The 1988 fires in Yellowstone National Park are ancient history for elementary students today. Even high schoolers weren't born yet.
But West High students helped fourth-graders from Central Heights Elementary catch up on a swath of local history that will be featured at the Western Heritage Center later this spring.
Drawing on the students' own experience with last summer's seeping smoke from wildfires across the West helped.
"That was pretty bad, right?" West senior Christoph Dieckmann said. "Now imagine the Yellowstone fire."
Librarian Erin Regele chipped in her own memory of smoke-choked air in Billings that dropped tree particulate like pine needles.
"That's crazy, right?" she said.
The final project will focus on experiences much closer to the fire's epicenter. Students interviewed more than 15 people, from firefighters to photographers.
"We have people that were actually there, through the fire," junior Van Gottwalls said.
The American Studies class taught by Bruce Wendt takes on a heritage center project each year. With the fires' 30th anniversary approaching, the topic seemed timely.
Students filmed interviews and worked with Community 7 Television to edit and prepare them. Officials from the heritage center also help guide the exhibit's implementation.
"It's a good way of learning outside the classroom," Wendt said. "So often in schools you're trying to please the teacher ... here, they're working with the staff at the T.V. station, at the heritage center."
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That work can be long and winding. It helped to have Smokey the Bear on hand when explaining it to fourth-graders.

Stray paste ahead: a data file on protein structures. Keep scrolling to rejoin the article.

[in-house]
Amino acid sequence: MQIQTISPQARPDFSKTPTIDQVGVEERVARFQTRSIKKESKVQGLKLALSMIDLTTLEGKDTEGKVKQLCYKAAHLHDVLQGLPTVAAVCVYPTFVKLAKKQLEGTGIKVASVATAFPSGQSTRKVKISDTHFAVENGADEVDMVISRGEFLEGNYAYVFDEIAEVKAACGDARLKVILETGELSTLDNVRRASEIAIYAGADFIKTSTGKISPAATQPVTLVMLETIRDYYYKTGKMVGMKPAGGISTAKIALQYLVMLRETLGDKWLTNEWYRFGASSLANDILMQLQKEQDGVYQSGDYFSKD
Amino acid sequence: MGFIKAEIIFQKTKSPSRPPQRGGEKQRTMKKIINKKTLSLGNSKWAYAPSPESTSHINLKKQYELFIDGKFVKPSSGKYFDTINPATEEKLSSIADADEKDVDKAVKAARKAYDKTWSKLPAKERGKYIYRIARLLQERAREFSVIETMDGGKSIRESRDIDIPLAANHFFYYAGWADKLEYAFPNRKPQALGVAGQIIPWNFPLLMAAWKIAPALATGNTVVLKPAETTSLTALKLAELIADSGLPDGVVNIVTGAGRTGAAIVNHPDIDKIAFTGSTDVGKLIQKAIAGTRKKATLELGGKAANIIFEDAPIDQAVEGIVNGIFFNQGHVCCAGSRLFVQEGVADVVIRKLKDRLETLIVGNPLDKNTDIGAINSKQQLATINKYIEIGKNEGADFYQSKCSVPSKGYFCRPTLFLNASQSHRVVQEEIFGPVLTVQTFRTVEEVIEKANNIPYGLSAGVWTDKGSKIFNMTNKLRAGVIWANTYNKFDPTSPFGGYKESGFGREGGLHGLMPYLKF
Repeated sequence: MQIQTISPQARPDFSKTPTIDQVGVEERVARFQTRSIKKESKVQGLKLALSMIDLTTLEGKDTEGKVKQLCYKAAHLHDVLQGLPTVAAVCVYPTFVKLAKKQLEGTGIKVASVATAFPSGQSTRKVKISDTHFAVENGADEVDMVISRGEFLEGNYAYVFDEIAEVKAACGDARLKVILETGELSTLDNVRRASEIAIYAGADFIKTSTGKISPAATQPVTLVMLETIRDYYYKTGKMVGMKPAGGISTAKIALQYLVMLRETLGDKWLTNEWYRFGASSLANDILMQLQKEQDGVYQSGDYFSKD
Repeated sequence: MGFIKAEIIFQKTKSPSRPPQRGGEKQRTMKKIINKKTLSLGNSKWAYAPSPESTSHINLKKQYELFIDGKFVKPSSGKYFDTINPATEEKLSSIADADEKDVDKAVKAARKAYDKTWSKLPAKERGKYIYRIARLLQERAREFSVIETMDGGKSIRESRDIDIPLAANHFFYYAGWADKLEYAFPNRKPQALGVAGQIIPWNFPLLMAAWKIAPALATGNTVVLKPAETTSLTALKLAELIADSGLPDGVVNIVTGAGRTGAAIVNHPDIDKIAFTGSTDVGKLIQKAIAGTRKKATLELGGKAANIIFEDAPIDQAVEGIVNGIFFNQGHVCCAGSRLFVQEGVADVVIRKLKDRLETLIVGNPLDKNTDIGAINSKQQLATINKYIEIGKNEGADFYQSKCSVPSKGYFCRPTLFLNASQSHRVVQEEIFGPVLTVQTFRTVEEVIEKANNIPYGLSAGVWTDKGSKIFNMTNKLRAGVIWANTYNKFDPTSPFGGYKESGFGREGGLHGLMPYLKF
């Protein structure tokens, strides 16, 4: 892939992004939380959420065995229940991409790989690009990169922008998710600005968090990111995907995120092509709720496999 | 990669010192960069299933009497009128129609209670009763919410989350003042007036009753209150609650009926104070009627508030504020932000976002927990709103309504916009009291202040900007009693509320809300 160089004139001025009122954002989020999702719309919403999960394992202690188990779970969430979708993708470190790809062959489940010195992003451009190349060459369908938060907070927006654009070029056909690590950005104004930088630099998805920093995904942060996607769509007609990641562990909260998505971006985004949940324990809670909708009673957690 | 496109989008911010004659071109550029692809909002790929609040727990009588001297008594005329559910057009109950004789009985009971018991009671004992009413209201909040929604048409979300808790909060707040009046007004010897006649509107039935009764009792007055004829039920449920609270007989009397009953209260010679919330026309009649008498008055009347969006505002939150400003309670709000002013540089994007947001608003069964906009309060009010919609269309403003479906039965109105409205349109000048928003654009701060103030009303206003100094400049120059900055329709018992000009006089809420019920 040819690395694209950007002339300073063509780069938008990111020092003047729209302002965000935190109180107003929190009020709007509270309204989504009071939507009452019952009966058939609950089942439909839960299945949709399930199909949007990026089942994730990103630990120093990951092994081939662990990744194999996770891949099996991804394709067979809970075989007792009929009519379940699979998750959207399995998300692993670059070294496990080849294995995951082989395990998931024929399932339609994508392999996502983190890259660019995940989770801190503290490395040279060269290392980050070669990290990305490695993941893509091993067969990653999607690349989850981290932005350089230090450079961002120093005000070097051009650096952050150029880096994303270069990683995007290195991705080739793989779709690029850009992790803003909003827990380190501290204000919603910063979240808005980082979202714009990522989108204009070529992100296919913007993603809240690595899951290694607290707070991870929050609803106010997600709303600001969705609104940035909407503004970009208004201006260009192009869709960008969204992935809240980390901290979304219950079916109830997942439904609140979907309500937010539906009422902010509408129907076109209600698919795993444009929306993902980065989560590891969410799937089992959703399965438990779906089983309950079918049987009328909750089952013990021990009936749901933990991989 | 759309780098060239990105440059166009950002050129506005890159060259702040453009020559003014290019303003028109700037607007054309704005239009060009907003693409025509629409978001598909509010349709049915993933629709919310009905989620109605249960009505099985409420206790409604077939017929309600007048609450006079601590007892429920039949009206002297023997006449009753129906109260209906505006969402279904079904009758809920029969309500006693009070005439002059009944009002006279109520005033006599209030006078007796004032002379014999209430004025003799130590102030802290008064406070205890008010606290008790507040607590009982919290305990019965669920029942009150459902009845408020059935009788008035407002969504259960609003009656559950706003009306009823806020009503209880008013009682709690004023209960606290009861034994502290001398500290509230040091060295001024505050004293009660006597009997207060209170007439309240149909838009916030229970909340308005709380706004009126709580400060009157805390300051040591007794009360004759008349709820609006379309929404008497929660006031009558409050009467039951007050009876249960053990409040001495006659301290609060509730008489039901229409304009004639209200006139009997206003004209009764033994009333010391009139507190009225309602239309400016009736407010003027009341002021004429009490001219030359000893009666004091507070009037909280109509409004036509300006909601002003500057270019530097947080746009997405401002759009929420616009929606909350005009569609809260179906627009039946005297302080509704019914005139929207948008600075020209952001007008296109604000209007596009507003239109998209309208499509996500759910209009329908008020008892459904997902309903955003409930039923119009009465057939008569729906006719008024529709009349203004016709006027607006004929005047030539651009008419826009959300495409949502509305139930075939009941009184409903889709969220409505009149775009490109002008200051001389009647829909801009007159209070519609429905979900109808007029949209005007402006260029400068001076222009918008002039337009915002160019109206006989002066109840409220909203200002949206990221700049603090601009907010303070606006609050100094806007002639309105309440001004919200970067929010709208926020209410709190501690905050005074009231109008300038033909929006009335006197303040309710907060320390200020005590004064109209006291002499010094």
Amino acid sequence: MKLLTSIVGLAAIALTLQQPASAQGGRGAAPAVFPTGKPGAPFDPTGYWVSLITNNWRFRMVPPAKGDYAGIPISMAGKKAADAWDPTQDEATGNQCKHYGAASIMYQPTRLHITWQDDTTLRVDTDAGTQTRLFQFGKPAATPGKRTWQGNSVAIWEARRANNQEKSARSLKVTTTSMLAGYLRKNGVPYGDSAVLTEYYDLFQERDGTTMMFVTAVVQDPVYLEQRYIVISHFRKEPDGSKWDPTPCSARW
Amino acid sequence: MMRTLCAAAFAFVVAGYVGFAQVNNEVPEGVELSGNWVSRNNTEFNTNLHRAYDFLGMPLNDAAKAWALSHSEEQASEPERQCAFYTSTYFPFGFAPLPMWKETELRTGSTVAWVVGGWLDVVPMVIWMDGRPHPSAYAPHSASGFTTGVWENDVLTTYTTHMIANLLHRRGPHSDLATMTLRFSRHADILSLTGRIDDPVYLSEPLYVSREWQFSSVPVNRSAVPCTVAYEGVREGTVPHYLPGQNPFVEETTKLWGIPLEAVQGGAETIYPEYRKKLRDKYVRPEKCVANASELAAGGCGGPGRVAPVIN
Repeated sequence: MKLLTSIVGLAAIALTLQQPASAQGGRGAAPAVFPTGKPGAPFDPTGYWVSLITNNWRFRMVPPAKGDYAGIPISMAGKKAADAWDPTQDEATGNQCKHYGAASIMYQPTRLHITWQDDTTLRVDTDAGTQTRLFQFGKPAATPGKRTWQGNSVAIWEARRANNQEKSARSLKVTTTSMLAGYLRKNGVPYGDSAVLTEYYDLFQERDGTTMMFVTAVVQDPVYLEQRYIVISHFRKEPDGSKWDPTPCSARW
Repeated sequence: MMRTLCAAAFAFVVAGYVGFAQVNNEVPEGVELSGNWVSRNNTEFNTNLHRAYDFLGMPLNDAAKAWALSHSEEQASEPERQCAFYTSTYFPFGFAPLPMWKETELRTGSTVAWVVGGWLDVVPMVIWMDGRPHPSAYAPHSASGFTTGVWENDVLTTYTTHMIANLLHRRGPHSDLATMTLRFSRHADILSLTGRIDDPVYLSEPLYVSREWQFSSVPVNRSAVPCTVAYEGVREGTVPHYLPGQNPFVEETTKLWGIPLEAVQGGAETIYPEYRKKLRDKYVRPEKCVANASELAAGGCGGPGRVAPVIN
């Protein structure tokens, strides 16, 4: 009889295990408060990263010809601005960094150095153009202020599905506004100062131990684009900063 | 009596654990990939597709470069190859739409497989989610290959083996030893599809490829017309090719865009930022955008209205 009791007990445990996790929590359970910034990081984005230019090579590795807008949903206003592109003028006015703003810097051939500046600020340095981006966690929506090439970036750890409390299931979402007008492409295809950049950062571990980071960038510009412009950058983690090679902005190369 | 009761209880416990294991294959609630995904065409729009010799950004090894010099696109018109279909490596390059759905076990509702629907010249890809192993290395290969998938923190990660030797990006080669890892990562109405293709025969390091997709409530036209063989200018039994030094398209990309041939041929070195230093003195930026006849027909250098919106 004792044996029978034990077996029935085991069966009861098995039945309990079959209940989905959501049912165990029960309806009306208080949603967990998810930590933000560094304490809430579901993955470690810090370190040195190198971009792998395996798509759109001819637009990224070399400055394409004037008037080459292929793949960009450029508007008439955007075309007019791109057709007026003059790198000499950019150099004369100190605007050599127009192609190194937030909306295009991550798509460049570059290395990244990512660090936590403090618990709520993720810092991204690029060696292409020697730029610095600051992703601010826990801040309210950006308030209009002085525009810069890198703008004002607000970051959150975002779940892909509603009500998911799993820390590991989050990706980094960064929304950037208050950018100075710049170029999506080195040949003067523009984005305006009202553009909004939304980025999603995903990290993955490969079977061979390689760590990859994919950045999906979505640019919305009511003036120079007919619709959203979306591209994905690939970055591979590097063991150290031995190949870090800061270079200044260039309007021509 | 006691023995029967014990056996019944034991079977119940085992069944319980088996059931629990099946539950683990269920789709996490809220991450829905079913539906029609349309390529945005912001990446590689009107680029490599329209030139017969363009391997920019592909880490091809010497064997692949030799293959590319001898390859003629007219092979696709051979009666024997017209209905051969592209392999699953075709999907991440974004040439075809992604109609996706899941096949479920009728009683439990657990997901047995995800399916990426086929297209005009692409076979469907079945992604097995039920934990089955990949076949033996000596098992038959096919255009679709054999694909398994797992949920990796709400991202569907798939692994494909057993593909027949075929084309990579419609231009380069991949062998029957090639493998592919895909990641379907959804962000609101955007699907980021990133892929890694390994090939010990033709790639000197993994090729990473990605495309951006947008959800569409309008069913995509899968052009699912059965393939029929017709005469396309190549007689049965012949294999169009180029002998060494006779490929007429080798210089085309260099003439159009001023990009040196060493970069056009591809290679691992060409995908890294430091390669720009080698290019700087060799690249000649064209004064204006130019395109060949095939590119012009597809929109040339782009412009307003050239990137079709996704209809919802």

A trio from the Bureau of Land Management escorted the fire-safety mascot.
Larry Elder, a mitigation education specialist, worked the 1988 fires in Yellowstone as a medical unit leader camped at Sportsman Lake.
"At that time, I remembered thinking, 'Oh my god, the park would never be the same,'" he said. But he explained that fire is part of a forest's life cycle.
"Lodgepole (pine) is back... you've gotta remember, Lodgepole was meant to burn," he said.
But the fires that year got too large to control.
"The fires got so big that it wasn't safe to put people in front of them," he said.
Isaac Wald, an engine captain for the BLM, figures he was about the same age as the fourth-graders during that fire season. But he now has 16 years of firefighting under his belt.
"There's some fires we go to that are the size of this table," he told students, motioning to a small round reading area. "There's some fires we go to that are thousands and thousands of acres."
He also showed students some equipment, including a fire shelter for emergency use.
"How many of you guys have baked a potato in the fire in foil?" he said. "Really, this is really thick tin foil."
The project is slated to go live at the heritage center on May 24.